In the event that the United Nations Resident Coordinator and Humanitarian Coordinator in Syria, El-Mostafa Benlamlih, does not activate the mechanism, the responsibility for activating it rests with the Secretary-General of the United Nations, in accordance with the UN laws in disaster management.
Raed al-Saleh, director of the rescue White Helmets organization, told Enab Baladi that the United Nations is upset with the criticisms and accusations leveled at it, as it believes that the Syrian organizations are unable to understand the responsibilities of the UN.
While the Syrian organizations are aware of these responsibilities and know that the UN is primarily responsible for delivering aid, according to what al-Saleh said.
Al-Saleh pointed out that there is a legal study on the role of the United Nations in delivering aid even without a mandate from the Security Council.
A report issued by the Syrian Justice and Accountability Center (SJAC) concluded that the exacerbation of the earthquake catastrophe falls on the dilapidated humanitarian and international aid system, which puts all major parties to the conflict, in addition to regional countries, donor countries, and UN agencies, in the accusation circle.
Three-point failures in a row
While every second and minute of the rapid response was capable of changing the future of those trapped under the rubble and giving them a chance to survive, it took five days to send the first UN aid convoy loaded with relief materials, following a pre-scheduled limited convoy (unrelated to the response to the aftermath of the earthquake).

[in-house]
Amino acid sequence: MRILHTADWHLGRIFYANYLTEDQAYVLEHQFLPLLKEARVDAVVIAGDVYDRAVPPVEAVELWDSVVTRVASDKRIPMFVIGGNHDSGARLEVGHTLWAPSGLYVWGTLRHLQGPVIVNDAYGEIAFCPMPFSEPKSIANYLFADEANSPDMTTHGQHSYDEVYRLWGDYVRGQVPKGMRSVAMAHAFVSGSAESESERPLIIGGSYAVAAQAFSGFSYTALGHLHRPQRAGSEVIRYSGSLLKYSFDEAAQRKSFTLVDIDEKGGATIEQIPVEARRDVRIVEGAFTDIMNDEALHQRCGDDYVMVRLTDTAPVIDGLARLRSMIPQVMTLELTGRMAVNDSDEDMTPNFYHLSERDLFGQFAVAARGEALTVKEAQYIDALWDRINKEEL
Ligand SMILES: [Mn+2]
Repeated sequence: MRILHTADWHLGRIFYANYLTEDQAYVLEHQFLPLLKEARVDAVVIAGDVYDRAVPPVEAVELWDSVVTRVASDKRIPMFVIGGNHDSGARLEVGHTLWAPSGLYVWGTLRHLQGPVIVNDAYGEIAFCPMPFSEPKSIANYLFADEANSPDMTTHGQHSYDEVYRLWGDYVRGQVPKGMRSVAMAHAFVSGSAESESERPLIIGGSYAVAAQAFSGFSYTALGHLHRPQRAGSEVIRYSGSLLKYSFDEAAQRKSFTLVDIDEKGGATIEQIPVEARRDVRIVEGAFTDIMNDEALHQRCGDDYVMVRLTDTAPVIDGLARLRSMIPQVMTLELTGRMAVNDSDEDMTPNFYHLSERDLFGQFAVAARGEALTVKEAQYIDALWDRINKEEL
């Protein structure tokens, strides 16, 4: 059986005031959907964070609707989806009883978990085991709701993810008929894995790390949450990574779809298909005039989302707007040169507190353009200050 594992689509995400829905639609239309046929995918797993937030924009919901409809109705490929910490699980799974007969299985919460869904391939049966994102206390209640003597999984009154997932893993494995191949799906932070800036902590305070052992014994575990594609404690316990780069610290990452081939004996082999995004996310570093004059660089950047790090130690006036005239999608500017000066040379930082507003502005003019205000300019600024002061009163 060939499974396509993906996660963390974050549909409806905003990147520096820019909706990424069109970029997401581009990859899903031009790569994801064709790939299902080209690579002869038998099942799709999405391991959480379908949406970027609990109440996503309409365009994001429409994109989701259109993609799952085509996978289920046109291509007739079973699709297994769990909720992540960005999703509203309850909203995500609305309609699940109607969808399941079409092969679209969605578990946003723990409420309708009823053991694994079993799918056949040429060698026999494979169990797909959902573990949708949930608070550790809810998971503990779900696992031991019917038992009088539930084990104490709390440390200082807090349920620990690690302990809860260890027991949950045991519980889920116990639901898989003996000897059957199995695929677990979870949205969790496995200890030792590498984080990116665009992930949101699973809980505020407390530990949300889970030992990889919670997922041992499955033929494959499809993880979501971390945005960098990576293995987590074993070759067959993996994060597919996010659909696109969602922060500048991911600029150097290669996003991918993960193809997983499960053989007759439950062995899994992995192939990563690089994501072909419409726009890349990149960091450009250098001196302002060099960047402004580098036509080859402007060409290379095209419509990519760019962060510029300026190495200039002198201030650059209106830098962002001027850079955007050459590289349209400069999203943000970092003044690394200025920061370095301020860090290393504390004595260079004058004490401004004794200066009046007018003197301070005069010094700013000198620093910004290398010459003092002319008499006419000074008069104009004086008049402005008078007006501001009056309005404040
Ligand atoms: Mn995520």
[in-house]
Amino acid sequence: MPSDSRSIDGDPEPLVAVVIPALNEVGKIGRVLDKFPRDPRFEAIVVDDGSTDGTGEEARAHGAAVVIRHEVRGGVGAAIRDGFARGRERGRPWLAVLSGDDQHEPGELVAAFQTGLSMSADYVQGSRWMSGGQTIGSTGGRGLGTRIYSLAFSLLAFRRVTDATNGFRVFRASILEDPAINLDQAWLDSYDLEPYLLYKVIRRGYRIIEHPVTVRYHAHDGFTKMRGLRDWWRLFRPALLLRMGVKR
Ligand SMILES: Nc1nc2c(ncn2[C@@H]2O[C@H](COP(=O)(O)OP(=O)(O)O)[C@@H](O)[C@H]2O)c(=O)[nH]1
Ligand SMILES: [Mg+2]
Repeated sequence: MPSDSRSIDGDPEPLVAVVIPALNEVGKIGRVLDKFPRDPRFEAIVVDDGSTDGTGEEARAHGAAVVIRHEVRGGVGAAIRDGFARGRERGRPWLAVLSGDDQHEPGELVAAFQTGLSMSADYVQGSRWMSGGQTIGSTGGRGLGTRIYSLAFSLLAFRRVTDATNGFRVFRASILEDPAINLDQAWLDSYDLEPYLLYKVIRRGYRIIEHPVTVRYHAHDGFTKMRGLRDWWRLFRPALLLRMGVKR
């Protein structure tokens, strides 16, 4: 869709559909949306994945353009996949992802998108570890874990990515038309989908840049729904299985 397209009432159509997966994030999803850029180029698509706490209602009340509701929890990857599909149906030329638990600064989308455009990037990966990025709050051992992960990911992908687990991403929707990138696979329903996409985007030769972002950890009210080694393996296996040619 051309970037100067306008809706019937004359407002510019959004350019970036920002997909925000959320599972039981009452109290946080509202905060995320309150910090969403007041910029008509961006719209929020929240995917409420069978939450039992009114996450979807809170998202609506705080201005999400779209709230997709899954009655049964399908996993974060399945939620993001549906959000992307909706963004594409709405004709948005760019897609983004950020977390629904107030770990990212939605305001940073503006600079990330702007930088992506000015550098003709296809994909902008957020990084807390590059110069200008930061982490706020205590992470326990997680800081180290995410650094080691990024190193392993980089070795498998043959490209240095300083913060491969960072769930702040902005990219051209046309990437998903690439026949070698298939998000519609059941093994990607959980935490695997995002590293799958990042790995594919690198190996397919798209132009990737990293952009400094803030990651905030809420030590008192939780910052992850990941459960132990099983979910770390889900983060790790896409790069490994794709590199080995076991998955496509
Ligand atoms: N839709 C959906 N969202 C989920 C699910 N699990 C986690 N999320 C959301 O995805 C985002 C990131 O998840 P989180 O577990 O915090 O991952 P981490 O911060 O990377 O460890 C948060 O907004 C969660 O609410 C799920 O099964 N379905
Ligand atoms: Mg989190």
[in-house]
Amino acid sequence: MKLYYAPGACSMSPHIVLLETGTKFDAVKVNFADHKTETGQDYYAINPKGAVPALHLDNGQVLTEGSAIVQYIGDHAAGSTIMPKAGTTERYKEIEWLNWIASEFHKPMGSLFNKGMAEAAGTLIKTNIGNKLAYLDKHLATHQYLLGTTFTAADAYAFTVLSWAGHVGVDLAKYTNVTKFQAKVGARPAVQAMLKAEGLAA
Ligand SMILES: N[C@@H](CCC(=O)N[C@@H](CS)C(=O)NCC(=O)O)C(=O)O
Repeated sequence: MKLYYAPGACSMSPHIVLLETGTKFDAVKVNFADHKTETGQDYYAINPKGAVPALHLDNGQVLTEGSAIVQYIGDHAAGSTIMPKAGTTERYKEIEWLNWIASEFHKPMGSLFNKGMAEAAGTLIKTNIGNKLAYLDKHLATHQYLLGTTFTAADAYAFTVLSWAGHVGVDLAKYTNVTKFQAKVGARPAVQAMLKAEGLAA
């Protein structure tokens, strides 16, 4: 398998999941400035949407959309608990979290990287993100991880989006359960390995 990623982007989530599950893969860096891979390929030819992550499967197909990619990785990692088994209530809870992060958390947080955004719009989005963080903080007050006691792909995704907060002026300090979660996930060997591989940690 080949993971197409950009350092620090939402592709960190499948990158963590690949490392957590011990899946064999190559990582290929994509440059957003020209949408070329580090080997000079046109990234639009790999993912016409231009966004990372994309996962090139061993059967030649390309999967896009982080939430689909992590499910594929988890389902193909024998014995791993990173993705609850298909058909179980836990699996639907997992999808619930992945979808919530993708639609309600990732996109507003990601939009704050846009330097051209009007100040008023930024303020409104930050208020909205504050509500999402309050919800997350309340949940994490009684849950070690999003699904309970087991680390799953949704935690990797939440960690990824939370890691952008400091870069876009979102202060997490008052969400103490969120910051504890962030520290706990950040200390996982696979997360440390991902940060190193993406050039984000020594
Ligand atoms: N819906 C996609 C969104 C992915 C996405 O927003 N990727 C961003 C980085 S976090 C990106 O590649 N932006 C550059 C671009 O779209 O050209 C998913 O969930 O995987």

The delayed response was considered by Syrians working in humanitarian affairs as a UN failure to prevent the politicization of humanitarian aid and save millions of affected people in northern Syria.
Roger Lu Phillips, Legal Director of the Syrian Justice and Accountability Centre (SJAC), told Enab Baladi that the United Nations has committed successive failures in three main points:
– The failure of the Office of the Legal Adviser at the United Nations to provide a legal opinion regarding the legality of cross-border aid delivery at the time of a natural disaster without the need for a UN Security Council resolution.
– Not considering the Syrian file a priority for the Security Council and delaying the meeting of its members for days contributed to the loss of many hopes of salvation.
– The United Nations Office for the Coordination of Humanitarian Affairs (OCHA) was not authorized or did not consider itself authorized to conduct cross-border aid.
On the other hand, Phillips believes that part of the responsibility for the delayed humanitarian assistance to the earthquake was shared, as the Syrian regime, the Turkish government, and Hayat Tahrir al-Sham (HTS) bear the responsibility of creating obstacles to aid reaching victims in a timely manner.
While the United Nations bears the responsibility to prevent obstruction of the arrival of aid by the parties to the conflict, especially in light of the existence of legal studies and recommendations that confirmed the ability of the United Nations to deliver aid without a mandate from the Security Council.
The director of the White Helmets believes that the United Nations has evaded its responsibilities regarding its ability to deliver aid without returning to the Security Council.